When a player is drafted in the 6th or 7th round, they’re unlikely to be thought of as starters going in, and with the talent in Carolina’s backfield, he won’t be starting anytime soon unless there’s a rash of injuries.

Nov 26, 2012; Philadelphia, PA, USA; Carolina Panthers running back Jonathan Stewart (28) carries the ball during the first quarter against the Philadelphia Eagles at Lincoln Financial Field. Mandatory Credit: Howard Smith-USA TODAY Sports

Oddly enough, RB Jonathan Stewart has had issues staying healthy and spent most of 2012 riding the pine with leg injuries. Since it’s the strength of the team, the Panthers didn’t miss him all THAT much, having added FB Mike Tolbert in the offseason last year.

I think Gettleman’s setting up the organization to be more salary cap-friendly in coming years. Since Barner IS a 6th-round pick and not expected to be a big contributor early on, the team can develop him and maximize his coaching for his skill-set so when one of these huge contracts can be shed, look for Gettleman to act upon it. Who knows, Barner could be a special teams hero before the 2013 season is over with, and it leaves last year’s WR Joe Adams’ future with the Panthers in limbo.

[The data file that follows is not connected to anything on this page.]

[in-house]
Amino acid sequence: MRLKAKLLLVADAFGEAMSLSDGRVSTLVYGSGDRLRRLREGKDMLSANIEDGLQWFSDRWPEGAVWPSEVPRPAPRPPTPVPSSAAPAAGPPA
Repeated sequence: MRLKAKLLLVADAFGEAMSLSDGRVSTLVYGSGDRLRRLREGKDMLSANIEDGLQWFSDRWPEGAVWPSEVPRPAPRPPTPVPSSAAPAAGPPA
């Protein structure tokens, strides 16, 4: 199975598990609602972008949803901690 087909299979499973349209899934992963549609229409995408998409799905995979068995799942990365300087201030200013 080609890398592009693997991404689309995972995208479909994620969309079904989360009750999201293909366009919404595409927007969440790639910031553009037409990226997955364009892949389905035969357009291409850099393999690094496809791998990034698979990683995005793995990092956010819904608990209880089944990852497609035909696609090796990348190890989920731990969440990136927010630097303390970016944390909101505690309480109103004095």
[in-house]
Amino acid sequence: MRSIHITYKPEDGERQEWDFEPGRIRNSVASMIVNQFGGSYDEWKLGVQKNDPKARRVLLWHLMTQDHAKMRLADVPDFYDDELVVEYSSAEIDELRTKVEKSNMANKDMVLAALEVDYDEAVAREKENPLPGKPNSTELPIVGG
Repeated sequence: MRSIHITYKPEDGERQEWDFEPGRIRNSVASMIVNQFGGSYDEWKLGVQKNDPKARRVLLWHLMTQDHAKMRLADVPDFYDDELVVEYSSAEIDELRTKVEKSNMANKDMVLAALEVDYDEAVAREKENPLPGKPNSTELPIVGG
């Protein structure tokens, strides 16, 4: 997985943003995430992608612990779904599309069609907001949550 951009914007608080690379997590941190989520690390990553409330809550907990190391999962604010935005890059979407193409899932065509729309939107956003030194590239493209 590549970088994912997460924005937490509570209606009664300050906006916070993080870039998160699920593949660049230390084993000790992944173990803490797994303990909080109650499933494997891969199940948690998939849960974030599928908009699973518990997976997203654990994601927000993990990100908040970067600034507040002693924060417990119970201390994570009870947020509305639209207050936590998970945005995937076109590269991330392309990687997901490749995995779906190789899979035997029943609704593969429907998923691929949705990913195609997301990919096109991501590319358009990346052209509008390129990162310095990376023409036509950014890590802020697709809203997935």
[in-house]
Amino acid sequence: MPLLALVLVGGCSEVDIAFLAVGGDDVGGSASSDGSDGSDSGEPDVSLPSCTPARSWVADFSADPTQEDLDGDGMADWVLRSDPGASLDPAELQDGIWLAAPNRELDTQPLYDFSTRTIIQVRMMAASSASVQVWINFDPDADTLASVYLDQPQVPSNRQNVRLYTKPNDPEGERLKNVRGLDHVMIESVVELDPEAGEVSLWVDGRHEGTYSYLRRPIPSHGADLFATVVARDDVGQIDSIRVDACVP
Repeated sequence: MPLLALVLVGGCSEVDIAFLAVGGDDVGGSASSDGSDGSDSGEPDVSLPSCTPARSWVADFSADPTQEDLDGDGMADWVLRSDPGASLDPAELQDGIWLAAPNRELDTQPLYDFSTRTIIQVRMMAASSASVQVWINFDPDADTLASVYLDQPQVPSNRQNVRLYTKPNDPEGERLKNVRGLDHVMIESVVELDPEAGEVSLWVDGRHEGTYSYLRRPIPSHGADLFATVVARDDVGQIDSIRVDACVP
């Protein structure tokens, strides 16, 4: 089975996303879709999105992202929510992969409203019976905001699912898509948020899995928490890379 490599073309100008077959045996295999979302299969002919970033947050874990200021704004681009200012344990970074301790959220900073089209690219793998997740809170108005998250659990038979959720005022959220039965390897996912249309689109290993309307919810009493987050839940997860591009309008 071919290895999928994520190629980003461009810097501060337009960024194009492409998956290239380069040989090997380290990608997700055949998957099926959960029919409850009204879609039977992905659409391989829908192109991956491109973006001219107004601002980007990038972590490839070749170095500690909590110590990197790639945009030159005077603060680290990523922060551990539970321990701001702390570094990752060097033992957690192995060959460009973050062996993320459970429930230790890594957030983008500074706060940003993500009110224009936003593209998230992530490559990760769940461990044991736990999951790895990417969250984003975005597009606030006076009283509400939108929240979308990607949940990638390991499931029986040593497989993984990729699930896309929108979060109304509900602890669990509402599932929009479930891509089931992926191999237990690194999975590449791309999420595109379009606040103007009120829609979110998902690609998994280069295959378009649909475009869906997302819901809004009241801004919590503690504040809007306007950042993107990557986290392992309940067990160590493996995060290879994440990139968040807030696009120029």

Addin A.J. Klein gives them a linebacker who can also play special teams and play any of the 3 LB spots so he will be an important addition to the corps there from day one. As we know, probable starters Jon Beason and Thomas Davis have a lot of history of injuries and other than Jordan Senn, there’s not much depth behind them.